Deep Brain Stimulation (DBS) is an FDA-approved medical procedure that involves creating two small holes in the skull and safely inserting tiny electrodes into a specific area of the brain. This procedure has been successfully used for over 25 years to treat patients with Parkinson’s disease. The RNI team has studied use of this technology for the treatment of substance use disorder by placing these electrodes in the reward center of the brain, the nucleus accumbens. Once implanted, the DBS device acts like a pacemaker for the brain, carrying electrical stimulation to that area and reducing drug cravings.
This study is no longer recruiting participants.
Brain-Computer Interface Research
In 2023, the RNI’s Department of Neurosurgery, in partnership with Precision Neuroscience Corporation, successfully completed five first-in-human procedures in a pilot clinical study of Precision Neuroscience’s neural implant system. The study was designed to record and map the brain’s activity in unprecedented detail, signaling a major step toward restoring meaningful function to millions of people suffering from neurological illnesses and disorders.
During the study, a team of RNI neurosurgeons led by Peter Konrad, M.D., Ph.D., chair of the Department of Neurosurgery, temporarily placed the Precision system, called the Layer 7 Cortical Interface, on the brain of a patient undergoing resection of a brain tumor. They safely deployed the implant onto the brain for a portion of the surgery, allowing it to read, record, and map electrical activity from the surface of the brain. The interface contains 1,024 tiny electrodes spanning an area of one square centimeter, embedded in a flexible film that conforms to the brain surface. The film is one-fifth the thickness of a human hair and is designed to be implanted and removed by neurosurgeons without damaging brain tissue.
Human Operating System (HOS)
Researchers and engineers at the RNI Innovation Center have developed a digital ecosystem called the Human Operating System (HOS) to provide real-time, personalized health and wellness monitoring. The HOS integrated data from multiple sources such as electronic medical records, wearable and other medical devices (smartwatches, rings, pills), and a customized companion phone app (RNI Health App) are combined so that the RNI’s Artificial Intelligence technology can provide individual insights and alerts to our patients.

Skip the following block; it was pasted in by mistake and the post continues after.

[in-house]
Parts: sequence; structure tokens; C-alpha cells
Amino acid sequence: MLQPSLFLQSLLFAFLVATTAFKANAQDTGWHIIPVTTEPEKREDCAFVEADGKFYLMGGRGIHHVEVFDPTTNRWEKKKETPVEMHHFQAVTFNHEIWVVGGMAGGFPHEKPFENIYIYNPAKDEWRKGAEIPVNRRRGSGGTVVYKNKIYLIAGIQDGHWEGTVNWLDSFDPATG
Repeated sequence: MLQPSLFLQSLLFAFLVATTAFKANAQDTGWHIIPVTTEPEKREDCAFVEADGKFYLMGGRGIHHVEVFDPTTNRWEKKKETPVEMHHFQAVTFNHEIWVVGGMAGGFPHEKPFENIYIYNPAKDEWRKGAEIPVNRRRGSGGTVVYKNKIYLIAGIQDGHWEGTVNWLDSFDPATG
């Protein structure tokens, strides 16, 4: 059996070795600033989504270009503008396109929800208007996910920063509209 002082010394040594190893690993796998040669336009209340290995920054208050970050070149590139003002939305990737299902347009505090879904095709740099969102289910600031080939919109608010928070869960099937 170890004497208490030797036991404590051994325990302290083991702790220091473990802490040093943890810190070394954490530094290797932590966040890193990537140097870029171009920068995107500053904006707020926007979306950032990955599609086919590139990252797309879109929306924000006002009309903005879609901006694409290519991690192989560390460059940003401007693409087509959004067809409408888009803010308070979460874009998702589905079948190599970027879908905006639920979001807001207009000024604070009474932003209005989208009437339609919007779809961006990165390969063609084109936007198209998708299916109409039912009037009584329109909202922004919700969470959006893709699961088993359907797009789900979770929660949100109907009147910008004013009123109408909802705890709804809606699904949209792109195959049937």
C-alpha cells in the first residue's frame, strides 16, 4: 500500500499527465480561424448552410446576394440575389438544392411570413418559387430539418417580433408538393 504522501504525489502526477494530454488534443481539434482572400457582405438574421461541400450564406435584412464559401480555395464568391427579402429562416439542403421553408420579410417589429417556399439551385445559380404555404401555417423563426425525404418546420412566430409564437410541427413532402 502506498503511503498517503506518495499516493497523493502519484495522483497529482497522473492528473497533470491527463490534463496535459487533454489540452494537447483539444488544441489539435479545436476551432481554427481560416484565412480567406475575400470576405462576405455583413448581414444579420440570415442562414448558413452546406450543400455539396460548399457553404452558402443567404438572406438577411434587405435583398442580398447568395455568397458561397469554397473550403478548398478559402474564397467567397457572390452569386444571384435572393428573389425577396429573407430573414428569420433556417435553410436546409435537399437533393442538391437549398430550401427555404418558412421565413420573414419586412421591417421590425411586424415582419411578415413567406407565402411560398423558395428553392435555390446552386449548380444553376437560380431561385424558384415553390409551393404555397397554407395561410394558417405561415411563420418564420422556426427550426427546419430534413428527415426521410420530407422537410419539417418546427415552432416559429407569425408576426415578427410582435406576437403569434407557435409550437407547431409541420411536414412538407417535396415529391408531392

Studies have explored the use of the HOS for the detection of viral symptoms, signs of stress and burnout, the risk of substance cravings or potential relapses, as well as changes in chronic pain such as migraines. This data allows the RNI team to provide personalized monitoring and predictive reports to patients while at home.
- This Pill Tracks Your Vitals From the Inside
- Prediction of viral symptoms using wearable technology and artificial intelligence: A pilot study in healthcare workers
- First-in-human trial of an ingestible vitals-monitoring pill
- Identifying biomarkers of drug use recurrence using wearable device technologies and phone applications
Transcranial Magnetic Stimulation (TMS)
Transcranial Magnetic Stimulation (TMS) is a non-invasive, FDA-approved therapeutic treatment that involves delivering a series of short magnetic pulses to targeted areas of the brain. Patients wear a specially designed cap for about 20 minutes while receiving treatment as the magnetic stimulation increases the neural activity in the targeted area. The treatment is most commonly used for patients with depression – but the RNI is conducting clinical trials to explore its applicability to other ailments such as addiction, chronic and acute pain, Alzheimer’s disease, and cognitive and motor skill impairment.